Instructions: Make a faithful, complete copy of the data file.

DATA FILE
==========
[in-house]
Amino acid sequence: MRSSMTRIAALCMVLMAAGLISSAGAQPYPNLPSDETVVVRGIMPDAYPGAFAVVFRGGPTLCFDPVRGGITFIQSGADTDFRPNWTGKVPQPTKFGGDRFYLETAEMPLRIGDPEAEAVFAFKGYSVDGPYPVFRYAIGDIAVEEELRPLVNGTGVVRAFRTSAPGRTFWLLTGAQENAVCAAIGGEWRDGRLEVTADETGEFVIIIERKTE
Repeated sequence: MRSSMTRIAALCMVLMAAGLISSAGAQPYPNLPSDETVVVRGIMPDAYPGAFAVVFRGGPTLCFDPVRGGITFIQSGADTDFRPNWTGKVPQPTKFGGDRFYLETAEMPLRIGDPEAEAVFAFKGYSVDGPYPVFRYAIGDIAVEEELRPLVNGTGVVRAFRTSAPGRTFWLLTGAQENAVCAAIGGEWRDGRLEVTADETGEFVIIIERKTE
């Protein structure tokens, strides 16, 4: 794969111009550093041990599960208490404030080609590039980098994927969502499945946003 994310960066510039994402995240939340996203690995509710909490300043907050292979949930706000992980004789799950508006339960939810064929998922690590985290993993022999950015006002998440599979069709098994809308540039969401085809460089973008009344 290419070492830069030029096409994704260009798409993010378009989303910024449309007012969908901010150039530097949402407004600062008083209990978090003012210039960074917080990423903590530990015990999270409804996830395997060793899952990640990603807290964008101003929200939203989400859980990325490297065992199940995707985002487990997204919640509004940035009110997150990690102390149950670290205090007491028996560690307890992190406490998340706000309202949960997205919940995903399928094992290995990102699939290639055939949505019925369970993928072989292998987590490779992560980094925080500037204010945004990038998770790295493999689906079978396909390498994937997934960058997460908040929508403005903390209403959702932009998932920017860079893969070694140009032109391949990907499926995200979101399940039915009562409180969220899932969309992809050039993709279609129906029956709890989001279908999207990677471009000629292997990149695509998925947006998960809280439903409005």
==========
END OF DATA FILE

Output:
[in-house]
Amino acid sequence: MRSSMTRIAALCMVLMAAGLISSAGAQPYPNLPSDETVVVRGIMPDAYPGAFAVVFRGGPTLCFDPVRGGITFIQSGADTDFRPNWTGKVPQPTKFGGDRFYLETAEMPLRIGDPEAEAVFAFKGYSVDGPYPVFRYAIGDIAVEEELRPLVNGTGVVRAFRTSAPGRTFWLLTGAQENAVCAAIGGEWRDGRLEVTADETGEFVIIIERKTE
Repeated sequence: MRSSMTRIAALCMVLMAAGLISSAGAQPYPNLPSDETVVVRGIMPDAYPGAFAVVFRGGPTLCFDPVRGGITFIQSGADTDFRPNWTGKVPQPTKFGGDRFYLETAEMPLRIGDPEAEAVFAFKGYSVDGPYPVFRYAIGDIAVEEELRPLVNGTGVVRAFRTSAPGRTFWLLTGAQENAVCAAIGGEWRDGRLEVTADETGEFVIIIERKTE
């Protein structure tokens, strides 16, 4: 794969111009550093041990599960208490404030080609590039980098994927969502499945946003 994310960066510039994402995240939340996203690995509710909490300043907050292979949930706000992980004789799950508006339960939810064929998922690590985290993993022999950015006002998440599979069709098994809308540039969401085809460089973008009344 290419070492830069030029096409994704260009798409993010378009989303910024449309007012969908901010150039530097949402407004600062008083209990978090003012210039960074917080990423903590530990015990999270409804996830395997060793899952990640990603807290964008101003929200939203989400859980990325490297065992199940995707985002487990997204919640509004940035009110997150990690102390149950670290205090007491028996560690307890992190406490998340706000309202949960997205919940995903399928094992290995990102699939290639055939949505019925369970993928072989292998987590490779992560980094925080500037204010945004990038998770790295493999689906079978396909390498994937997934960058997460908040929508403005903390209403959702932009998932920017860079893969070694140009032109391949990907499926995200979101399940039915009562409180969220899932969309992809050039993709279609129906029956709890989001279908999207990677471009000629292997990149695509998925947006998960809280439903409005």